Scientists develop catalyst that cleans diesel emissions without platinum
By David Szondy
August 17, 2012
Diesel engines are a classic example of good news and bad news. The good news is that diesel engines are much more fuel efficient than petrol engines. The bad news is that they belch out some pretty nasty emissions like nitric oxide and nitrogen dioxide. The good news is that catalytic converters can scrub those out. The bad news is that last Friday the platinum needed by the converters is selling for US$1,473.10 an ounce. Now the good news is that a team at Nanostellar in Redwood, California, has developed a mineral catalyst that outperforms platinum at a fraction of the cost.
Platinum is an excellent catalyst, though it does have a few problems. One of the biggest at the moment is that a violent labor dispute in South Africa sent the price skyrocketing. Also, with the World Health Organization classifying diesel exhaust as a carcinogen, the potential demand for platinum for catalytic converters for hundred of millions of vehicles far outstrips supply. The Nanostellar team, led by Dr. Kyeongjae “K.J.” Cho, professor of materials science and engineering and physics at UT Dallas and co-founder of Nanostellar, determined that a mineral catalyst would be a cheaper alternative.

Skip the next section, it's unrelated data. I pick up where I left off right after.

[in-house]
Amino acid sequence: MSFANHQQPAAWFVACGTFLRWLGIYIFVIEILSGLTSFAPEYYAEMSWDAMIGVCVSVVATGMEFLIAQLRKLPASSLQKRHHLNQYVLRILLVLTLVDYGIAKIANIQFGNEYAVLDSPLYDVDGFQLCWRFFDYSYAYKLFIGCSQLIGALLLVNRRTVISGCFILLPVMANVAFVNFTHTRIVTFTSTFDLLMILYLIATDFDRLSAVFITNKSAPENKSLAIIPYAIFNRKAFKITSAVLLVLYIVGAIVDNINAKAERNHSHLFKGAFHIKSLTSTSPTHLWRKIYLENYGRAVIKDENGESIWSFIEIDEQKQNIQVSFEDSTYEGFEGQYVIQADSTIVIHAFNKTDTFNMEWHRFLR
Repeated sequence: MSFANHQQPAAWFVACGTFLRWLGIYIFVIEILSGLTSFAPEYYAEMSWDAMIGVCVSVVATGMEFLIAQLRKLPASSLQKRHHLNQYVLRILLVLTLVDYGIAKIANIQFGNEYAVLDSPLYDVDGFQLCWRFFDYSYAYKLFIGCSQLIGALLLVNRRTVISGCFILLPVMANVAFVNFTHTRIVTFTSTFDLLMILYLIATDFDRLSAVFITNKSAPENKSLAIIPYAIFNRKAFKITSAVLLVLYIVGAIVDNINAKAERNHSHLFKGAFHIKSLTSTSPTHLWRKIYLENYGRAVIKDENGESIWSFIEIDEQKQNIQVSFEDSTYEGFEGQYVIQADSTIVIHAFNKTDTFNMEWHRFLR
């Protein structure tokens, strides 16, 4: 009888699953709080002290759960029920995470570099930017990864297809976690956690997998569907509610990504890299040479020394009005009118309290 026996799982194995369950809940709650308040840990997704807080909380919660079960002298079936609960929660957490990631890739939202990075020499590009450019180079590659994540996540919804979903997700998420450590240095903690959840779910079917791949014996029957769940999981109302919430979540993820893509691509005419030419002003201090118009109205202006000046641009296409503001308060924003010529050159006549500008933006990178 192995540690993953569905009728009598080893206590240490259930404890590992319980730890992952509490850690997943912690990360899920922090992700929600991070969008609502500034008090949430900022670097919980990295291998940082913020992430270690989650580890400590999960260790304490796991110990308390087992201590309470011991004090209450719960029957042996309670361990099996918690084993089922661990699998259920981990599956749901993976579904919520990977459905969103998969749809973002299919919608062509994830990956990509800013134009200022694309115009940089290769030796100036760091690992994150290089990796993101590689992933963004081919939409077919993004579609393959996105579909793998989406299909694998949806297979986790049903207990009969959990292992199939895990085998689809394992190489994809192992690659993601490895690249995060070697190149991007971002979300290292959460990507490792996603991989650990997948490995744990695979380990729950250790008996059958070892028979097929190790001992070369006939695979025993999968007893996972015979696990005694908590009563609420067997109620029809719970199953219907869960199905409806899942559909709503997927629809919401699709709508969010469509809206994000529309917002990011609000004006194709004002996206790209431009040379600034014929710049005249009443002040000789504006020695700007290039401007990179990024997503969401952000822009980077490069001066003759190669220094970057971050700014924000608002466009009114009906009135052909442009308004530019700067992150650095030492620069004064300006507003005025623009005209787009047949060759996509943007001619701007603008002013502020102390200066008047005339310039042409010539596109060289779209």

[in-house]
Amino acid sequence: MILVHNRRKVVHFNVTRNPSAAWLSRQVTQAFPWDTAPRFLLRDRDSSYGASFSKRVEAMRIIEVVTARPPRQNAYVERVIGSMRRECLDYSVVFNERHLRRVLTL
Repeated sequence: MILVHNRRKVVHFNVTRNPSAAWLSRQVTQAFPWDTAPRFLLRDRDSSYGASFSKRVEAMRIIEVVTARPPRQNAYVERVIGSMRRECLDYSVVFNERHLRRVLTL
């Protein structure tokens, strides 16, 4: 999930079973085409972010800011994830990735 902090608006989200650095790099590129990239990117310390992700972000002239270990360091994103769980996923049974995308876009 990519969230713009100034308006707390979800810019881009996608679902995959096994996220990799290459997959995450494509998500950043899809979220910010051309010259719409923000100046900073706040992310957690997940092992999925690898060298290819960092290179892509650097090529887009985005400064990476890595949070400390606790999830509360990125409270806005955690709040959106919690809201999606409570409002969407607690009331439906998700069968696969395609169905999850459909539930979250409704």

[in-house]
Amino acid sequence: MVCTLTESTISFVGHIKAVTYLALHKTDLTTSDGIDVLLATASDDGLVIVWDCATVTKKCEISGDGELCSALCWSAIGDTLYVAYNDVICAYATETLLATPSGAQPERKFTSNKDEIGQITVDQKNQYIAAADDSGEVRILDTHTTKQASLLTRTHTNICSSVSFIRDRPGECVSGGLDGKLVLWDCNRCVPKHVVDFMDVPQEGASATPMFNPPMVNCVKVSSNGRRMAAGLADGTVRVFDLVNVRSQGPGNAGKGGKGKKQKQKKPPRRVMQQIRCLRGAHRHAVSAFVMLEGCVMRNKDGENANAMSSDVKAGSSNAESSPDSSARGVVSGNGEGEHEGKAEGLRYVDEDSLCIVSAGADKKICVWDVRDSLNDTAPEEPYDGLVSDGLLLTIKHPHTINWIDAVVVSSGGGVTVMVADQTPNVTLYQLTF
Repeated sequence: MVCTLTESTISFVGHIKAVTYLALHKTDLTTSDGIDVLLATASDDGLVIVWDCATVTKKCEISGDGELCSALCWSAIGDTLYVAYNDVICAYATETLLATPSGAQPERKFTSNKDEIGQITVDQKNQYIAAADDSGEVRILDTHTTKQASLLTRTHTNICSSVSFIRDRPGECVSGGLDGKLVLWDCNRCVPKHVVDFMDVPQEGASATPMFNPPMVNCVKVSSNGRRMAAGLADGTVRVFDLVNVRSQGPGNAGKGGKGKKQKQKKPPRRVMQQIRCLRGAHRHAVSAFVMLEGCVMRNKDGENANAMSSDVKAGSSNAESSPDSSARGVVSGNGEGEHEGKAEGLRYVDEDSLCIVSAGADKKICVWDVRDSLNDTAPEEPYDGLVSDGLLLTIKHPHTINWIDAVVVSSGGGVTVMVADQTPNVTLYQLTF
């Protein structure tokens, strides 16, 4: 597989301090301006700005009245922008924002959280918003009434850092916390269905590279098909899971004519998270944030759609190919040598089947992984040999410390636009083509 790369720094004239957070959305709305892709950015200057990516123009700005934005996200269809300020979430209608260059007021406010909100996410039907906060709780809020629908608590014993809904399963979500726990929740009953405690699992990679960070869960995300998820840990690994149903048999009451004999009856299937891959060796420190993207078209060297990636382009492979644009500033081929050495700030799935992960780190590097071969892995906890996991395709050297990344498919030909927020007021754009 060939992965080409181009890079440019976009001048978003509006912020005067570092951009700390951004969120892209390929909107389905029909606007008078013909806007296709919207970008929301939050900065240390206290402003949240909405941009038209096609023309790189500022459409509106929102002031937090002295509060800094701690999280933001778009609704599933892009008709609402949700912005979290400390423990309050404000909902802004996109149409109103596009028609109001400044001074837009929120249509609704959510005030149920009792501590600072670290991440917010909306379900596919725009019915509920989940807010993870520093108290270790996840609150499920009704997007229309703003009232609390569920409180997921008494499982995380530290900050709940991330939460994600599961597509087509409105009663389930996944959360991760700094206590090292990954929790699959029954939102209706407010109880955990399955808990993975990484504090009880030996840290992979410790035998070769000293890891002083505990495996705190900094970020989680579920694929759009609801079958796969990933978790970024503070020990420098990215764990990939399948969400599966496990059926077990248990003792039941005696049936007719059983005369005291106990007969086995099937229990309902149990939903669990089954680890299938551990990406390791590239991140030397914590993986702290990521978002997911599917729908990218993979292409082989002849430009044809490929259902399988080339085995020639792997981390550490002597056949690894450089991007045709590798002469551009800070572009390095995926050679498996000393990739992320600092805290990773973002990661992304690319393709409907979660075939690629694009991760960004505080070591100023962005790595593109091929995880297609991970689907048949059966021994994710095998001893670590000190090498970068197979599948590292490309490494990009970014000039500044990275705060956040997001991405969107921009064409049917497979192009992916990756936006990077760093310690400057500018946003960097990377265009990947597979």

Reporting their findings in the August 17 issue of Science, Cho relates that computer modelling showed that mullite was a cost-effective substitute. Mullite is a silicate mineral discovered on the Isle of Mull, Scotland in 1924. It’s rare in nature, but a synthetic version is produced commercially for use in various porcelains, such as crucibles and heating balls. It has a very high melting point of 1840 C (3344 F) and as a mixed-phase oxide mineral it makes a very attractive catalyst. In addition, laboratory tests indicate that converters using mullite would have 45 percent lower emissions than with platinum.
“Our goal to move completely away from precious metals and replace them with oxides that can be seen commonly in the environment has been achieved,” Dr. Cho said. “We’ve found new possibilities to create renewable, clean energy technology by designing new functional materials without being limited by the supply of precious metals.”
The new catalyst, called Noxicat, will be developed for commercial use and further work is planned to determine its application in fuel cells.
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